The purpose of this guide is to provide faculty, staff, and students at Fontbonne University with an understanding of copyright law.
While copyright issues can be complex, everyone needs to understand the basics. Failure to comply with copyright law can lead to substantial legal penalties for both you and the university. This guide explores copyright, fair use, public domain, the TEACH Act, peer-to-peer file sharing and University policy information for faculty, staff, and students. Details on course reserves and getting permissions when needed can also be found in this LibGuide.
E-mail, blogs, wikis, and other digital content (including content from the internet) are copyright protected and may require permission for use. Just because it's ONLINE doesn't mean it's free to use.
See the Go Deeper: Books / Websites tab on this LibGuide for more resources.
Copyright law, as defined in Title 17 of the United States Code, protects "original works of authorship fixed in a tangible medium of expression" for a limited period. Copyright protection affords the creator the legal right to reproduce, distribute, publicly perform and publicly display their works. Copyright applies both to traditional media (books, records, etc.) and to digital media (electronic journals, web sites, etc.) and protects anything set in a fixed format, including, but not limited to, the following:
Ownership of a copyrighted work includes the right to control the use of that work during the term of the copyright. Use of such work by others requires either permission from the author or reliance on an exemption to the law, such as the fair use provision. Failure to do one or the other will expose the user to a claim of copyright infringement for which the law provides remedies including payment of money damages to the copyright owner.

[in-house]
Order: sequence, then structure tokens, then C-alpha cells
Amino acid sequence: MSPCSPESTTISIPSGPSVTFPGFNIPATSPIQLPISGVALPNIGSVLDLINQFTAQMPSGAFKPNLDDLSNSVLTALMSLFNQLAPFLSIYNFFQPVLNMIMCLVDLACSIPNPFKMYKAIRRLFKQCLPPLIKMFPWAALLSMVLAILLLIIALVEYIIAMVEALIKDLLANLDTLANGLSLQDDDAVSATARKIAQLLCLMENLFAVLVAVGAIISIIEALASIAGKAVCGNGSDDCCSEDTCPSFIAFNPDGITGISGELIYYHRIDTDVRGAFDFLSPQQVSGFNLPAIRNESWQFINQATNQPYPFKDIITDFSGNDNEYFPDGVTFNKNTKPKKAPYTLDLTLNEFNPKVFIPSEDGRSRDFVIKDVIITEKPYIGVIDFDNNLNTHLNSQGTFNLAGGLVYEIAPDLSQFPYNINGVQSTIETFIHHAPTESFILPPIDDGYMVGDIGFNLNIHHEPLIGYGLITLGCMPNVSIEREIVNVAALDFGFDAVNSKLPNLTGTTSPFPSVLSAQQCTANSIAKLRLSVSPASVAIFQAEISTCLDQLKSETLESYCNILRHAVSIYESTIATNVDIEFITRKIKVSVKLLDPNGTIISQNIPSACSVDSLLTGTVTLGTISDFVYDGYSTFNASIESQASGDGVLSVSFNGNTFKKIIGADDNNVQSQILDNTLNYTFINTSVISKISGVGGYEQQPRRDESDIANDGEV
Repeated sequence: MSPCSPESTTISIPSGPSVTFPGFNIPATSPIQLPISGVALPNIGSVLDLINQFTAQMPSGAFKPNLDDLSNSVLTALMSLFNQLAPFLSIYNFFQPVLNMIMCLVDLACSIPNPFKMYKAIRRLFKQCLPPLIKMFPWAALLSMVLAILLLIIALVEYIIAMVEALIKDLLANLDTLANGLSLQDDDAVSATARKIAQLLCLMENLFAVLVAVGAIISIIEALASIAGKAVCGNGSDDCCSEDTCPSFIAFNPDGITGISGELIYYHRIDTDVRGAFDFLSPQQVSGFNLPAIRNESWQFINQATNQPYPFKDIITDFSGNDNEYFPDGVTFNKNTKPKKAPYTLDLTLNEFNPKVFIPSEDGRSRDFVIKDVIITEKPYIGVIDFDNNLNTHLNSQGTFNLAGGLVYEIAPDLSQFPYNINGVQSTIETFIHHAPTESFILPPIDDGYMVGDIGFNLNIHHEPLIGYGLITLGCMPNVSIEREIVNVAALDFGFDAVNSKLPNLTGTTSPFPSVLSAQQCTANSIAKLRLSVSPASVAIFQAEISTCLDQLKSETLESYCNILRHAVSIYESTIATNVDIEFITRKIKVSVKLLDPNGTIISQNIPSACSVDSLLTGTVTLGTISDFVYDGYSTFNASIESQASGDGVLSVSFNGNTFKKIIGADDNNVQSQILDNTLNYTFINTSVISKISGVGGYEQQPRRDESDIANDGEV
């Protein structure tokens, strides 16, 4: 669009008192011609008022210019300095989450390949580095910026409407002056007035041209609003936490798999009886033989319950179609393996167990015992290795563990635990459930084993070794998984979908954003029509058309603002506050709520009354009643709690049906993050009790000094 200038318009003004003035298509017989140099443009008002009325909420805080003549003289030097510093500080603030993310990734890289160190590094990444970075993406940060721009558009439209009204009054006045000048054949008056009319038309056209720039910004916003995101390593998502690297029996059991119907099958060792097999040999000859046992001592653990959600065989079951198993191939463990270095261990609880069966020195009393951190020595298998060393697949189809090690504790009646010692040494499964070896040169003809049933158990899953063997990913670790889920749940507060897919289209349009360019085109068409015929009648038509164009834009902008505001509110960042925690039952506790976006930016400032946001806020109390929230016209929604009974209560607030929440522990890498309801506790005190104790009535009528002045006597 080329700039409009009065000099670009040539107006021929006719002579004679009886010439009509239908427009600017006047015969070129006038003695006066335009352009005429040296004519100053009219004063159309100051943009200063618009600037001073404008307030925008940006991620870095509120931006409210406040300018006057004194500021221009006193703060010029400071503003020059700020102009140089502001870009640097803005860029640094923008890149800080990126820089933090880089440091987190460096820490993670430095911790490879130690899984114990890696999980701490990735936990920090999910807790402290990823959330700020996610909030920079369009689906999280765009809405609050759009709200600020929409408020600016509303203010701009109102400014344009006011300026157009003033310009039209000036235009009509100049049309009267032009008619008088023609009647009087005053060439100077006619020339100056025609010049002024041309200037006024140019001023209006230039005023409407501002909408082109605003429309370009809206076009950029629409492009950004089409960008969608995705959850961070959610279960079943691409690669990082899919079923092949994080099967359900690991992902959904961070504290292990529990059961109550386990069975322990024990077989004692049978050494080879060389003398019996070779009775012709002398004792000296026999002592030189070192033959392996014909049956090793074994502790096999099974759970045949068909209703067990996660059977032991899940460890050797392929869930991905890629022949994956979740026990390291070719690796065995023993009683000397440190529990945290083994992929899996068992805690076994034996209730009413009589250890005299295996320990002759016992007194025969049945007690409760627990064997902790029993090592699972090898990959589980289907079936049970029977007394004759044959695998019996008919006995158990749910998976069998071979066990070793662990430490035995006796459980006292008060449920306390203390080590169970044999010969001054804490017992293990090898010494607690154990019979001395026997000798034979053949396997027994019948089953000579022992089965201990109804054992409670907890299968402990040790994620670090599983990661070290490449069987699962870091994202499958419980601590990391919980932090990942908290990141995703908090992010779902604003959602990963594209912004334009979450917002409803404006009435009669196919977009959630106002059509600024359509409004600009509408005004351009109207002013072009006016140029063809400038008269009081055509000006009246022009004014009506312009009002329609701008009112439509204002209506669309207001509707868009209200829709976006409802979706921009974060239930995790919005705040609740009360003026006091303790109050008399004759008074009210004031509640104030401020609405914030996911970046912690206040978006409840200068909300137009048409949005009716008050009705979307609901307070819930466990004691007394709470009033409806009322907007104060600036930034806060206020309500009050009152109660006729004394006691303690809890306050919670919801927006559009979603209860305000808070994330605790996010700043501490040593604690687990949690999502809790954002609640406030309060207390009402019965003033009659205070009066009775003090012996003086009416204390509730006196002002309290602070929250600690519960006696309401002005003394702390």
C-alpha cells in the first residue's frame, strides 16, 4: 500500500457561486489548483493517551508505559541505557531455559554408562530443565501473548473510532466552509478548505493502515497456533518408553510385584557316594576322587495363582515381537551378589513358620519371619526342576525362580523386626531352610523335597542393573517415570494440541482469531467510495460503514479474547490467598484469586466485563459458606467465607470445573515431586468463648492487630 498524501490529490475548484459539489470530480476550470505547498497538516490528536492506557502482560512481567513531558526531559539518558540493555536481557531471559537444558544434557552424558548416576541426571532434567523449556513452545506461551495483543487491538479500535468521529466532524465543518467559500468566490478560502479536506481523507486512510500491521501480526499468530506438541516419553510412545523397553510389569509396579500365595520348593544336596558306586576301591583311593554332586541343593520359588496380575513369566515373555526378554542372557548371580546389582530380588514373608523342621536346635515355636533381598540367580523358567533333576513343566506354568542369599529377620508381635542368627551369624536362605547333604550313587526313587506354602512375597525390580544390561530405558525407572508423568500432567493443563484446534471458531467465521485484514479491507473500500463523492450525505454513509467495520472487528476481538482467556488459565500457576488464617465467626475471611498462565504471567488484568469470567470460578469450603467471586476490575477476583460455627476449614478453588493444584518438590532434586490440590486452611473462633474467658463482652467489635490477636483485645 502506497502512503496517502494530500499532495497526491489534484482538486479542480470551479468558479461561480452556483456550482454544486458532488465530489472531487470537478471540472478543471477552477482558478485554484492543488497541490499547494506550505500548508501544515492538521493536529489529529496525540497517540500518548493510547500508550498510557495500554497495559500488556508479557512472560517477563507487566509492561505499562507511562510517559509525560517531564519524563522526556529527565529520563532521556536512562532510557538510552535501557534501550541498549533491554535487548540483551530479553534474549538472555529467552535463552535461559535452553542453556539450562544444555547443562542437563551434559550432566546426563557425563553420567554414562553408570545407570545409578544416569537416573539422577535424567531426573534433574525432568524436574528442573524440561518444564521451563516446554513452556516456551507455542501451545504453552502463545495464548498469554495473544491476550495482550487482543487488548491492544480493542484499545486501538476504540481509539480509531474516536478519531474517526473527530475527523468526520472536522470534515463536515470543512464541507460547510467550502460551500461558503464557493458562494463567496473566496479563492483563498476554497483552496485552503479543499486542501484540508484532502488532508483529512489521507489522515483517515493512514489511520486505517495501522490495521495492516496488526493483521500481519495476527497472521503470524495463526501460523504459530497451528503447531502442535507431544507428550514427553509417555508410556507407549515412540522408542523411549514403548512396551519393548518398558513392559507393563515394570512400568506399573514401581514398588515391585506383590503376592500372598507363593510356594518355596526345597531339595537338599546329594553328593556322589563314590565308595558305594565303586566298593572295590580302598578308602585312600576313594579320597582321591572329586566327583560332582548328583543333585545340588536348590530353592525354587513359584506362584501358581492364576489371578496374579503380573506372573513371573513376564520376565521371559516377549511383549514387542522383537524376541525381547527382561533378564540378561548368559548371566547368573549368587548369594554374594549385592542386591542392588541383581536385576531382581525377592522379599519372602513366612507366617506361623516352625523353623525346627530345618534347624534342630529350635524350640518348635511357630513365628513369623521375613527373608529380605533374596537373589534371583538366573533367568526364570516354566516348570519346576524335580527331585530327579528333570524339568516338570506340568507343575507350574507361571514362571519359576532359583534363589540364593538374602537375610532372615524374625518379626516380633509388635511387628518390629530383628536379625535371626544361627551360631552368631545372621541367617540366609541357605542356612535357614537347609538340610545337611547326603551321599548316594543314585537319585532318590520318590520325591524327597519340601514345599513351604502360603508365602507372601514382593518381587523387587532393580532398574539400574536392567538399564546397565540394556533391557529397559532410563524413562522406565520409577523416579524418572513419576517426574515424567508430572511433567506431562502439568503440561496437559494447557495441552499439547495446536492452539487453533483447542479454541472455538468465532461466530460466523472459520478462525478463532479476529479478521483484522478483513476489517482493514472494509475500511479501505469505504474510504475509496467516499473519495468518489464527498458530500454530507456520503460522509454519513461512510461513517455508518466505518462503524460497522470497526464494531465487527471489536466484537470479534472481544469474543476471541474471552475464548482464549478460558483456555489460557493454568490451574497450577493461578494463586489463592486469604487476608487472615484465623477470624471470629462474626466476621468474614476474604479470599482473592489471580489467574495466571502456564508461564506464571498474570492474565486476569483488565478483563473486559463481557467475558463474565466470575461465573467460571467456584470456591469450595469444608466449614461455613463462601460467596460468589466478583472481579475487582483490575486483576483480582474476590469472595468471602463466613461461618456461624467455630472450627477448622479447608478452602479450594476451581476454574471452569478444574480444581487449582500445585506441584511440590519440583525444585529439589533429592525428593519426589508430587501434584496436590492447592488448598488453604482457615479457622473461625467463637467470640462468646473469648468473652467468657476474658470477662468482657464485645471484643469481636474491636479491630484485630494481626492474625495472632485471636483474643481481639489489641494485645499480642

Copyright law does not protect ideas, data or facts.
In the U.S., the general rule of copyright duration for a work created on or after January 1, 1978 is the author's life plus 70 years after the author's death. This is often referred to as "life-plus-70". Works created by companies or other types of organizations generally have a copyright term of 95 years. Copyright durations vary for works created before January 1, 1978. Once a work no longer carries copyright protection it passes into the Public Domain meaning it is not protected by copyright law and may be used freely without the need to obtain the permission of the creator.
This can get confusing, so for assistance in determining whether an item is under copyright protection, use this chart: http://copyright.cornell.edu/resources/docs/copyrightterm.pdf (last retrieved 4/28/16).
While I can't provide legal advice, I am happy to help answer your copyright questions or point you in the right direction.
Reference Librarian / Associate Professor
Jack C. Taylor Library
The Electronic Frontier Foundation has created a curriculum for teaching copyright and its components with excellent Frequently Asked Questions (FAQs) that clearly explain the concepts: